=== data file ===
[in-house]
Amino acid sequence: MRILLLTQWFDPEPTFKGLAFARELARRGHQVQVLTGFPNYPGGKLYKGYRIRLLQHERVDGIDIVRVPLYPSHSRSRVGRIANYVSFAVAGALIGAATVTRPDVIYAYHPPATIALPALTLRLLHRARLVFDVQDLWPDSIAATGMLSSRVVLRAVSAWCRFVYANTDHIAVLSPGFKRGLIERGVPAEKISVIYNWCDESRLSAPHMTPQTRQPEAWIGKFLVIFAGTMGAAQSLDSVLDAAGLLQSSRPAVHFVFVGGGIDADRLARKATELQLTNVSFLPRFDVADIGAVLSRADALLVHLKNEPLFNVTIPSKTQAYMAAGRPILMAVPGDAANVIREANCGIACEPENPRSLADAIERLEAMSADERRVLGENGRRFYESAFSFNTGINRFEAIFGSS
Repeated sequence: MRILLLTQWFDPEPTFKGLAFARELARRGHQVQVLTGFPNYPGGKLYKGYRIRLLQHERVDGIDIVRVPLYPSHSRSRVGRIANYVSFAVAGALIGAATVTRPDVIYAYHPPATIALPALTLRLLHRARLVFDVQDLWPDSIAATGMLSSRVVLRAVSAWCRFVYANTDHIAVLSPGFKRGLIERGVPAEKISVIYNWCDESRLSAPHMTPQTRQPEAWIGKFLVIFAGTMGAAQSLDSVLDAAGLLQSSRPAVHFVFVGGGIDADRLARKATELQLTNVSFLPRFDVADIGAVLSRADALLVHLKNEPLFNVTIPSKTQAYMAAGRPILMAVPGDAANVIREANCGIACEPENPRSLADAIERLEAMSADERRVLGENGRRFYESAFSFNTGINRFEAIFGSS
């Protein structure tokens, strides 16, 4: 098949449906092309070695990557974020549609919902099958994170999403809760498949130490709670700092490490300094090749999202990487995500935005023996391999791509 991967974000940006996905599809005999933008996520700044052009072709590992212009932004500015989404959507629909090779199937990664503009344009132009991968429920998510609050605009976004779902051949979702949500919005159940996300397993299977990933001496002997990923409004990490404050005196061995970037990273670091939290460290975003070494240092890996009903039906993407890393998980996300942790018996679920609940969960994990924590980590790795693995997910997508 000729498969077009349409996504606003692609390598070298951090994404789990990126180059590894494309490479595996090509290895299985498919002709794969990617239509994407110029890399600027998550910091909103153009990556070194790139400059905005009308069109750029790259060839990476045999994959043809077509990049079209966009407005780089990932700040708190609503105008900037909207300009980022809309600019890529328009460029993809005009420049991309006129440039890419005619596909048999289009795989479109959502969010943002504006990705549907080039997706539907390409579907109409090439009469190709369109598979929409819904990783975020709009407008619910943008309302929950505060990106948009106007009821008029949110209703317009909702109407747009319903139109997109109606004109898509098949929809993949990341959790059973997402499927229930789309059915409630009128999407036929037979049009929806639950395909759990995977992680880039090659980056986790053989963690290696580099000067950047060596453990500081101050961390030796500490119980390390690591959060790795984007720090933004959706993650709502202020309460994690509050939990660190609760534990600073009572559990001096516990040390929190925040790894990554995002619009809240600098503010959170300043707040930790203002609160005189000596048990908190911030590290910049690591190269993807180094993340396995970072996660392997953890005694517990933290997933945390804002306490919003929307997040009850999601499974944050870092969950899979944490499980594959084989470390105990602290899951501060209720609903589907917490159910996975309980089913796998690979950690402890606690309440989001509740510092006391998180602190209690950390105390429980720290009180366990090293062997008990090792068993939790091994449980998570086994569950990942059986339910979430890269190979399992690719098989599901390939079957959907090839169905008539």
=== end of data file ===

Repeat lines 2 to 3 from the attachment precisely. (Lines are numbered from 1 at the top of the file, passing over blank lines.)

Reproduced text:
Amino acid sequence: MRILLLTQWFDPEPTFKGLAFARELARRGHQVQVLTGFPNYPGGKLYKGYRIRLLQHERVDGIDIVRVPLYPSHSRSRVGRIANYVSFAVAGALIGAATVTRPDVIYAYHPPATIALPALTLRLLHRARLVFDVQDLWPDSIAATGMLSSRVVLRAVSAWCRFVYANTDHIAVLSPGFKRGLIERGVPAEKISVIYNWCDESRLSAPHMTPQTRQPEAWIGKFLVIFAGTMGAAQSLDSVLDAAGLLQSSRPAVHFVFVGGGIDADRLARKATELQLTNVSFLPRFDVADIGAVLSRADALLVHLKNEPLFNVTIPSKTQAYMAAGRPILMAVPGDAANVIREANCGIACEPENPRSLADAIERLEAMSADERRVLGENGRRFYESAFSFNTGINRFEAIFGSS
Repeated sequence: MRILLLTQWFDPEPTFKGLAFARELARRGHQVQVLTGFPNYPGGKLYKGYRIRLLQHERVDGIDIVRVPLYPSHSRSRVGRIANYVSFAVAGALIGAATVTRPDVIYAYHPPATIALPALTLRLLHRARLVFDVQDLWPDSIAATGMLSSRVVLRAVSAWCRFVYANTDHIAVLSPGFKRGLIERGVPAEKISVIYNWCDESRLSAPHMTPQTRQPEAWIGKFLVIFAGTMGAAQSLDSVLDAAGLLQSSRPAVHFVFVGGGIDADRLARKATELQLTNVSFLPRFDVADIGAVLSRADALLVHLKNEPLFNVTIPSKTQAYMAAGRPILMAVPGDAANVIREANCGIACEPENPRSLADAIERLEAMSADERRVLGENGRRFYESAFSFNTGINRFEAIFGSS